Calculating mode in data mining projects

Learn tips for data mining, including how to work with data rollup for sums and averages, and learn about calculating mode, the key to event-driven architecture (EDA), in this tutorial from the book Data Mining: Know it All.

Data Mining: Know it All
In this chapter from Data Mining: Know it All, learn learn how to calculate the average value or the number of records that represent certain events during the data rollup process.

Table of contents:

An introduction to data mining
Simple data mining examples and datasets
Fielded applications of data mining and machine learning
The difference between machine learning and statistics in data mining
Information and examples on data mining and ethics
Data acquisition and integration techniques
What is a data rollup?
Calculating mode in data mining projects
Using data merging and concatenation techniques to integrate data

2.5 Rollup with Sums, Averages, and Counts

In addition to finding the sum of a value variable during the rollup, it may also be more meaningful sometimes to calculate average value or the number of records that represent certain events — for example, number of deposits, number of withdrawals, or number of mailings a customer received responding to an offer.

In our rollup macro, these requirements would alter only the middle part of our code, where we calculated the cumulative value of the Value variable. The following code segment would modify the macro to calculate the average value and the number of transactions for each account type instead of the total:

Step 2
data Temp1;
retain TOT 0;
retain NT 0;
set & TDS;
by & IDVar & TimeVar & TypeVar;
if fi rst. & TypeVar then TOT = 0;
TOT = TOT + & Value;
if & Value ne . then NT = NT + 1;
if last. & TypeVar then
do;
AVG = TOT/ NT;
output;
NT = 0;
end;
drop & Value;
run;

Furthermore, the code inside the %do loop should also reflect our interest in transposing the values of the average variable, _AVG. Therefore, the code will be as follows:

Step 4
%do i = 1 %to & N;
0proc transpose
data = Temp1
out = R & i
prefi x = %substr( & & Cat & i, 1, & Nchars) ;
by & IDVar & TypeVar;
ID & TimeVar;
var AVG;
where & TypeVar = " & & Cat & i " ;
run;
%end;

The complete code for the modified code to roll up the average value is included in the macro ABRollup() .

Copyright Info
Printed with permission from Morgan Kaufmann, a division of Elsevier. Copyright 2009. Data Mining: Know It All by Chakrabarti et all. For more information about this title and other similar books, please visit www.elsevierdirect.com.

2.6 Calculation of the Mode

Another useful summary statistic is the mode, which is used in both the rollup stage and the event-driven architecture (EDA). The mode is the most common category of transaction. The mode for nominal variables is equivalent to the use of the average or the sum for the continuous case. For example, when customers use different payment methods, it may be beneficial to identify the payment method most frequently used by each customer.

The computation of the mode on the mining view entity level from a transaction dataset is a demanding task because we need to search for the frequencies of the different categories for each unique value of the entity variable. The macro shown in Table 2.5 is based on a classic SQL query for finding the mode on the entity level from a transaction table. The variable being searched is XVar, and the entity level is identified through the unique value of the variable IDVar:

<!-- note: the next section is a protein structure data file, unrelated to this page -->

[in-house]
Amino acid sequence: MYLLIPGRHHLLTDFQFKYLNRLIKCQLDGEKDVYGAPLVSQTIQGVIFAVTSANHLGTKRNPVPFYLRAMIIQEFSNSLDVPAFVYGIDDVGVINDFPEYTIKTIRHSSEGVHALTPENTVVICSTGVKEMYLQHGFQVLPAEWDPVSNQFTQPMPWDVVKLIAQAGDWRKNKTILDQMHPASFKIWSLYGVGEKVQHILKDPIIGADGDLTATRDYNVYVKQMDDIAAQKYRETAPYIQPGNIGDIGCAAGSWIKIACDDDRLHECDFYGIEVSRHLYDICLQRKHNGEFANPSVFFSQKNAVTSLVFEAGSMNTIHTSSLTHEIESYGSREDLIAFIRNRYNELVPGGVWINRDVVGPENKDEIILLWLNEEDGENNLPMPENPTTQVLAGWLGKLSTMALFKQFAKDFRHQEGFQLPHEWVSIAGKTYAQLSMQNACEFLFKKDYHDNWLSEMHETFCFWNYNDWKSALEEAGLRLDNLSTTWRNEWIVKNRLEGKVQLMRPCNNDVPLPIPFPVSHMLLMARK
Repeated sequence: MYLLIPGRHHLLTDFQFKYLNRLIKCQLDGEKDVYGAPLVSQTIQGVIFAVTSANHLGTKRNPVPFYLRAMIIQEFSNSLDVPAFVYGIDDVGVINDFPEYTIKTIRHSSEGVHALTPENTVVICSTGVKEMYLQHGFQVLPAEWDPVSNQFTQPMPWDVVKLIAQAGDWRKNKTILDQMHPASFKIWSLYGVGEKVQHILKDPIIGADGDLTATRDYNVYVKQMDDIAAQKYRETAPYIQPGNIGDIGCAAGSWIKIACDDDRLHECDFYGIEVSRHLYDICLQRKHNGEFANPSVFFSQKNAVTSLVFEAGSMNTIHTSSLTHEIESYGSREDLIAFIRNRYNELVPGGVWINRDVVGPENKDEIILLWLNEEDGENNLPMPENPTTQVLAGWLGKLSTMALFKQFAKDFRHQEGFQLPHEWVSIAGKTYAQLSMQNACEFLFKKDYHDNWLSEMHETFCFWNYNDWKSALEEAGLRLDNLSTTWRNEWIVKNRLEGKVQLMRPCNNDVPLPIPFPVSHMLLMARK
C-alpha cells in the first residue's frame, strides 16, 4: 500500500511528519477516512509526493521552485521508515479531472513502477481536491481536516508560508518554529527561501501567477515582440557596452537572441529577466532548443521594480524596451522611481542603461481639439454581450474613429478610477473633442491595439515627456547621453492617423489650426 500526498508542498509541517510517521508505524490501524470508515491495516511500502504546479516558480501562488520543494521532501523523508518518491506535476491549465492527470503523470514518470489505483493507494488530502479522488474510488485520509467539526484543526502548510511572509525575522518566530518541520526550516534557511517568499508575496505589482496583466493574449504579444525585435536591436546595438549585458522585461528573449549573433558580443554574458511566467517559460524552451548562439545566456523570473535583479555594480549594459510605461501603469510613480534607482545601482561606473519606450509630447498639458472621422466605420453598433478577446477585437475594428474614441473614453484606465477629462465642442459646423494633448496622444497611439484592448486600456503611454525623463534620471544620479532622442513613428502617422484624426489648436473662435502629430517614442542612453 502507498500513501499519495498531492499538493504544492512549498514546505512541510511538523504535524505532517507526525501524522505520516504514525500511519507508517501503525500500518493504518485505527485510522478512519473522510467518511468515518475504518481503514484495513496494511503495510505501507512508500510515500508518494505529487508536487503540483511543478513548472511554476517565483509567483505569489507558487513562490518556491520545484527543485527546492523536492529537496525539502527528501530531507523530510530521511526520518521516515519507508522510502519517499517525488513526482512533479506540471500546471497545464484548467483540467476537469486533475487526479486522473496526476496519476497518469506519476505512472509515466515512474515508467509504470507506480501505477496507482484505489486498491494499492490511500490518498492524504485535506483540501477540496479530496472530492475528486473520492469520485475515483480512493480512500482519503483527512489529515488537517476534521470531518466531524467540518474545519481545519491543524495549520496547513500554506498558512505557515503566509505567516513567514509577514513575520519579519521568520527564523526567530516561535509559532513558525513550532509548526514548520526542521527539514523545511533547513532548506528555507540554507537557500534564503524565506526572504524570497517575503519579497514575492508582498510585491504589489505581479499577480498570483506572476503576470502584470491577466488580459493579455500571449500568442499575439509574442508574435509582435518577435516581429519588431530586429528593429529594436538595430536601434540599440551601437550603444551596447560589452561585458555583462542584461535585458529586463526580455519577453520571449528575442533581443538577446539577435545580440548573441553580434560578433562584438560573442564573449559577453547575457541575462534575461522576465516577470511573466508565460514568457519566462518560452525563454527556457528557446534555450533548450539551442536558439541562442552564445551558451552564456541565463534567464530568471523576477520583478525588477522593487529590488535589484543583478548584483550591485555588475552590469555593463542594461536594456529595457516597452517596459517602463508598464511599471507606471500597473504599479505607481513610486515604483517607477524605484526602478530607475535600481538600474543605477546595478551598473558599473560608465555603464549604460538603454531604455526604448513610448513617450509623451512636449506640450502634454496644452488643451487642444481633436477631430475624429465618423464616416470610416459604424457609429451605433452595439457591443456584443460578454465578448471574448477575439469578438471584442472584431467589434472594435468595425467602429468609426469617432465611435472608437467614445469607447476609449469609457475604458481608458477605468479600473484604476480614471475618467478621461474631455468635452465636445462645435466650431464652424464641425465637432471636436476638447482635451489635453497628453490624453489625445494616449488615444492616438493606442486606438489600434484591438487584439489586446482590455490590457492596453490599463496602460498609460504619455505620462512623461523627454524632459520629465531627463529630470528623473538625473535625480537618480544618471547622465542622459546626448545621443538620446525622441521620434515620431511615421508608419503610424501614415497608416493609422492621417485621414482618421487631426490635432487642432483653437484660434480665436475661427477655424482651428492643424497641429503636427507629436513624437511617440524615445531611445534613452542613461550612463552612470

%macro VarMode(TransDS, XVar, IDVar, OutDS);
/ * A classic implementation of the mode of transactional
    data using SQL * /
proc sql noprint;
create table & OutDS as

Table 2.5 Parameters of VarMode ( ) Macro

Header Parameter VarMode (TransDS, XVar, IDVar, OutDS) Description
TransDS Input transaction dataset
XVar Variable for which the mode is to be calculated
IDVar ID variable
OutDS The output dataset with the mode for unique IDs

SELECT & IDVar , MIN( & XVar ) AS mode
FROM (
        SELECT & IDVar, & XVar
        FROM & TransDS p1
        GROUP BY & IDVar, & XVar
        HAVING COUNT( * ) =
          (SELECT MAX(CNT )
          FROM (SELECT COUNT( * ) AS CNT
            FROM & TransDS p2
            WHERE p2. & IDVar = p1. & IDVar
            GROUP BY p2. & XVar
           ) AS p3
          )
        ) AS p
      GROUP BY p. & IDVar;
quit;
%mend;

The query works by calculating a list holding the frequency of the XVar categories, identified as CNT, then using the maximum of these counts as the mode. The query then creates a new table containing IDVar and XVar where the XVar category frequency is equal to the maximum count, that is, the mode.

The preceding compound SELECT statement is computationally demanding because of the use of several layers of GROUP BY and HAVING clauses. Indexing should always be considered when dealing with large datasets. Sometimes it is even necessary to partition the transaction dataset into smaller datasets before applying such a query to overcome memory limitations.

More on data mining:

  • Continue to the next section: Using data merging and concatenation techniques to integrate data
  • Download a PDF of this chapter for free: "Data Acquisition and Integration"
  • Read other excerpts from data management books in the Chapter Download Library.
  • This was first published in May 2009

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